In this type of transfer, the doctor will not use medications to suppress ovulation, rather it is scheduled based on the natural occurrence of the ovulation.In this case, timing becomes extremely important. You might be continuously monitored either at a fertility clinic or at home using ovulation prediction kits. But in most cases, you will be monitored in the clinic itself as ovulation prediction kits aren’t fully reliable.

When the doctor detects ovulation, you will be put on progesterone supplementation before the embryo is transferred.

Implantation of frozen embryos is done in the same way as of fresh embryo transfer. Once they are thawed and warmed up to the body temperature, a thin flexible tube (catheter) is inserted into the vagina which goes through the cervix in the uterus and the embryo is transferred. Within 6-10 days, the embryo will implant itself in the uterine lining.

Risks of Frozen Embryo Transfer

Compared to a complete IVF cycle, frozen embryo transfer has lower risks. Below are mentioned some of the risks and complications associated with frozen embryo transfer.

Advantages of Frozen Embryo Transfer

There are several advantages of choosing a frozen embryo transfer. It opens up a plethora of options for you.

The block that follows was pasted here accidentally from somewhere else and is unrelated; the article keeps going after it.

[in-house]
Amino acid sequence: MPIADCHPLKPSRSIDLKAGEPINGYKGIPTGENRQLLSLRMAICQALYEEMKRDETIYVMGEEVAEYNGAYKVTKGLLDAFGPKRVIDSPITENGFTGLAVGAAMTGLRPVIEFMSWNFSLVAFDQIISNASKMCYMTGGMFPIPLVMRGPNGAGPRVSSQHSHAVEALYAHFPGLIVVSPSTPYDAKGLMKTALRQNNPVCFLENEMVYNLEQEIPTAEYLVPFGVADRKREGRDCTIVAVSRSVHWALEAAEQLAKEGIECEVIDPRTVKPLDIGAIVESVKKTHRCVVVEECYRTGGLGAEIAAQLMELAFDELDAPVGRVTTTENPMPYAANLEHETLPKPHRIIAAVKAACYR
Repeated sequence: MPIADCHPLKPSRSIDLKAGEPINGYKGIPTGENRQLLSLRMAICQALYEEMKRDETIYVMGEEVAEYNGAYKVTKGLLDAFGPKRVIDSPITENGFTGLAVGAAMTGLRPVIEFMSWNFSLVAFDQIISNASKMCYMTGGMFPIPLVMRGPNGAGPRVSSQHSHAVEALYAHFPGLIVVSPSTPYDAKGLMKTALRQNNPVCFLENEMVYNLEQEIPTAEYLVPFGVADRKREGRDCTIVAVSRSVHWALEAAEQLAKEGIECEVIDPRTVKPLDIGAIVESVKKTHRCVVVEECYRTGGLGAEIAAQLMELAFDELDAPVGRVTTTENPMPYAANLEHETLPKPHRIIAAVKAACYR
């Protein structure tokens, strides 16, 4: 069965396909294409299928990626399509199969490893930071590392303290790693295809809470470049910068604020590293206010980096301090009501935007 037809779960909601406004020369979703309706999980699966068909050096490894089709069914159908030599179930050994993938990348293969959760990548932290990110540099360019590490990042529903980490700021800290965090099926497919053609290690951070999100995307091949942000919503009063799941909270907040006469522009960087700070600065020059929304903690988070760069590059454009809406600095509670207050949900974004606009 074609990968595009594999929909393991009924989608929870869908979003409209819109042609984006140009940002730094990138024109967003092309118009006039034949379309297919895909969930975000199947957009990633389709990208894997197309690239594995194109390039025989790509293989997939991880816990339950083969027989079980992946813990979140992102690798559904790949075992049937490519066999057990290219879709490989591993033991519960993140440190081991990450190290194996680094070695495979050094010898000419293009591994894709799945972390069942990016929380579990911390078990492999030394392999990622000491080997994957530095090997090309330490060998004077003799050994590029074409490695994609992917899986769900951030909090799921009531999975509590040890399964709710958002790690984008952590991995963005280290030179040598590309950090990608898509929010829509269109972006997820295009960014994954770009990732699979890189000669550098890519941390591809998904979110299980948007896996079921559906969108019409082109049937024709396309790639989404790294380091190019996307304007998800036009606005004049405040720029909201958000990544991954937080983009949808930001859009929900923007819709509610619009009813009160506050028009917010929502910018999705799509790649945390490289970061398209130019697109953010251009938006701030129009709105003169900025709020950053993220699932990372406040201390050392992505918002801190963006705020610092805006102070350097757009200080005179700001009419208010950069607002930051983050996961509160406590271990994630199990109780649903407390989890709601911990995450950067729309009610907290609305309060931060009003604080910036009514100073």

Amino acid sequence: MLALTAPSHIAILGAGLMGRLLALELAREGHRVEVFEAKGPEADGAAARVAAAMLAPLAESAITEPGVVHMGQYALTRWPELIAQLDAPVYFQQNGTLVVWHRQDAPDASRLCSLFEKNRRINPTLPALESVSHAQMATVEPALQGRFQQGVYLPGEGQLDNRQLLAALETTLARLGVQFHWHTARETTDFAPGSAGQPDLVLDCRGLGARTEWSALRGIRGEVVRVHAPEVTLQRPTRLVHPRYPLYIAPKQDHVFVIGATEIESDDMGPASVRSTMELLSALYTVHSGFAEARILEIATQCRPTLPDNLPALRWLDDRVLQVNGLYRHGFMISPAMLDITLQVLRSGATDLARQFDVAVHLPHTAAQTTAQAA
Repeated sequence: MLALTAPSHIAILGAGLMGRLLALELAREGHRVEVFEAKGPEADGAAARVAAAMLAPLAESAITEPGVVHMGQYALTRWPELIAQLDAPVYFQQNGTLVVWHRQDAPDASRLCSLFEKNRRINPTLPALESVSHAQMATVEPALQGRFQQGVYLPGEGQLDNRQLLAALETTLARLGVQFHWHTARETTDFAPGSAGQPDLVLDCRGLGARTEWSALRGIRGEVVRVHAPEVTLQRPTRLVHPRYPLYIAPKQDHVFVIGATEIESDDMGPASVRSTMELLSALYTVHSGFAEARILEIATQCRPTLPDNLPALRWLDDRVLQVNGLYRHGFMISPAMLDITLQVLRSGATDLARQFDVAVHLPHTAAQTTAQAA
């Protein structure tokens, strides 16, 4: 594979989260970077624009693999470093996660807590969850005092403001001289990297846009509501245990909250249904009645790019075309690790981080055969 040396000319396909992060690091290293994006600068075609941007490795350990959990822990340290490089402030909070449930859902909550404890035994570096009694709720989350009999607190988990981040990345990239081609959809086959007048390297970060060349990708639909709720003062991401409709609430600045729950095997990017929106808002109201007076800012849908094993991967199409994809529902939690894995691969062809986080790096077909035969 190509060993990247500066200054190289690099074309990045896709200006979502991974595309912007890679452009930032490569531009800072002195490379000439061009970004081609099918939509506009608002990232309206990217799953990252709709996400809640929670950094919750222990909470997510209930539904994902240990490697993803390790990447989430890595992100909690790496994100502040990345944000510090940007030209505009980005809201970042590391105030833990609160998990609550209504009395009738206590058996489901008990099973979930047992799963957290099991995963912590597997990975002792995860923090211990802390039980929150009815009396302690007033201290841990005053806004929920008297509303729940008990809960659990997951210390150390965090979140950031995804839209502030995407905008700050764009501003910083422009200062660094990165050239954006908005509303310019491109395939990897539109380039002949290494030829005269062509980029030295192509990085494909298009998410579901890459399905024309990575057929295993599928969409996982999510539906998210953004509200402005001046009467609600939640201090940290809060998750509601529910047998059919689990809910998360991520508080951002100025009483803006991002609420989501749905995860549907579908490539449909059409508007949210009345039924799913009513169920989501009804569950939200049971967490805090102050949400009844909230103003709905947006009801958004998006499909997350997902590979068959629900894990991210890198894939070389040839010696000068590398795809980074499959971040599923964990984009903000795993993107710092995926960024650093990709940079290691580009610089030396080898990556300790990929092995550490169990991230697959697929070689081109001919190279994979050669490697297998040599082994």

• Frozen embryo transfer gives you additional chances of conceiving
  • It is easier process as you don’t need anesthesia and surgery
  • It is less expensive than going for a fresh IVF cycle
  • Reduced risk of ovarian hyperstimulation syndrome (leakage of fluid in the abdomen and chest)
  • Allows genetic testing of the embryo before implantation
  • It gives freedom to expand family at a later date

Success rates of frozen embryo transfer

With the advances being made in assisted reproductive technologies, the success rates are increasing. As the risk of OHSS is reduced, the success rates automatically rises. The success rate of frozen embryo transfer (FET) is over 30 percent, which still seems to be promising.

Cost of Frozen Embryo Transfer in India

As compared to full-fledged IVF cycle, FET cost in India is significantly less. The average cost of FET in India can be in the price bracket of Rs. 20,000 and Rs. 40,000. You may have to spend additional Rs. 4,000 to Rs. 6,000 every year for preservation maintenance.

The price excludes the expenditures you will make on initial IVF treatment, medicines, ultrasound and blood tests.Also, in case you are taking donor embryo, the cost may vary, it could be between Rs. 40,000 and Rs. 60,000.

It’s not easy to make a decision on what is best for you. But the doctors and fertility experts may guide you better. If you are serious about making babies using FET technique, make sure you discuss all your queries with the doctor to plan accordingly.